Aaron Belkin, director of the California-based Palm Center, an independent institute that has conducted research on sexual minorities in the military, said the 18-month timeline is fair.

“It’s a good standard because the Pentagon is treating gender dysphoria according to the same standards that are applied to all medical conditions,” he said.

However, Elaine Donnelly, president for the Center For Military readiness, said Trump “has every right to review, revise, or repeal his predecessor’s military transgender policies, which would detract from mission readiness and combat lethality.” Court judges, she said, are not qualified to run the military.

The Pentagon move Monday signals the growing sense within the government that authorities are likely to lose the legal fight.

“The controversy will not be about whether you allow transgender enlistees, it’s going to be on what terms,” said Brad Carson, who was deeply involved in the last administration’s decisions. “That’s really where the controversy will lie.”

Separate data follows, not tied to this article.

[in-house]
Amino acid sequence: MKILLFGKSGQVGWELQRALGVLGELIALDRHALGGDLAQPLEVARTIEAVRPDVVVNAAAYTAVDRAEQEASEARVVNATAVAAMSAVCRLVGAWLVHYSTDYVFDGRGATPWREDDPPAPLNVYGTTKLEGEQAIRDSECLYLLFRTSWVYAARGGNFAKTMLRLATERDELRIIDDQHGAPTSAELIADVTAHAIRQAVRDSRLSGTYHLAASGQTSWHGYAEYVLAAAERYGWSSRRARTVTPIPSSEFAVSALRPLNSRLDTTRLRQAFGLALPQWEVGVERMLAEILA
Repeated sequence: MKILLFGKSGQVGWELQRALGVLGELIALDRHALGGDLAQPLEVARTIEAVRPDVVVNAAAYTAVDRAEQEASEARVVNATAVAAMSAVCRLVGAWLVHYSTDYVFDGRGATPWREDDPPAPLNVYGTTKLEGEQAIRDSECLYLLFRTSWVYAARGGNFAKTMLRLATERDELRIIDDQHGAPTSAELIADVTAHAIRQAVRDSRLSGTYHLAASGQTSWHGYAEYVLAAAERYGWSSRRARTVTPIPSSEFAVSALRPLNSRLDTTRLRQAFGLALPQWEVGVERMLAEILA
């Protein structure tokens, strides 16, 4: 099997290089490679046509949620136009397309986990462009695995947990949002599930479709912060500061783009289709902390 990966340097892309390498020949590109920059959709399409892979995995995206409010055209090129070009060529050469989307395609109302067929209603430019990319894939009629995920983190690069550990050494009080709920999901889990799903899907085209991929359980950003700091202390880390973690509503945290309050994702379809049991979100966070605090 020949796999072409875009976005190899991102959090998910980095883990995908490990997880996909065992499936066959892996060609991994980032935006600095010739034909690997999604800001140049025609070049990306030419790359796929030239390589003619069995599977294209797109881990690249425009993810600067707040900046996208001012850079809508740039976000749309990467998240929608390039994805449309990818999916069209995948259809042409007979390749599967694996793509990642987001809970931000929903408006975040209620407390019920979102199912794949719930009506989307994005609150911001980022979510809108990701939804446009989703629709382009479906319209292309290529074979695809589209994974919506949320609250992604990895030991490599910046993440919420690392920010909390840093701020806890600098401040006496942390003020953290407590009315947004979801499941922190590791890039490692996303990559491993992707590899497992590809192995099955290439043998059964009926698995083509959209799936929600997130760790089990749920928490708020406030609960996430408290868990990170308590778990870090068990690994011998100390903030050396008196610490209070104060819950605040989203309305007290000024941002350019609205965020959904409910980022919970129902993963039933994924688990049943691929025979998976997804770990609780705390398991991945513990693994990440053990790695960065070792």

Carson worried, however, that the Defence Department could opt to comply with a deadline on allowing transgender recruits, but “under such onerous terms that practically there will be none.” Carson, who worked for Carter as the acting undersecretary of defence for personnel, said requiring 18 months of stability in the preferred sex is a reasonable time.

“It doesn’t have any basis in science,” he said, noting that experts have suggested six months is enough. “But as a compromise among competing interests and perhaps to err on the side of caution, 18 months was what people came around to. And that’s a reasonable position and defensible.”

Sarah McBride, spokeswoman for Human Rights Campaign, praised the court’s ruling, saying that it affirms “there is simply no legitimate reason to forbid willing and able transgender Americans from serving their country.”
Associated Press writer Jessica Gresko in Washington contributed to this report


York police seek man accused of targeting woman with hate language on Vaughan bus

CityNews | posted Tuesday, Dec 12th, 2017

Police in York Region have released a surveillance image of a man being sought for directing a racist tirade at a woman on public transit.

Police say the suspect and victim were riding a City of Vaughan bus on Oct. 24 at around 4:20 p.m.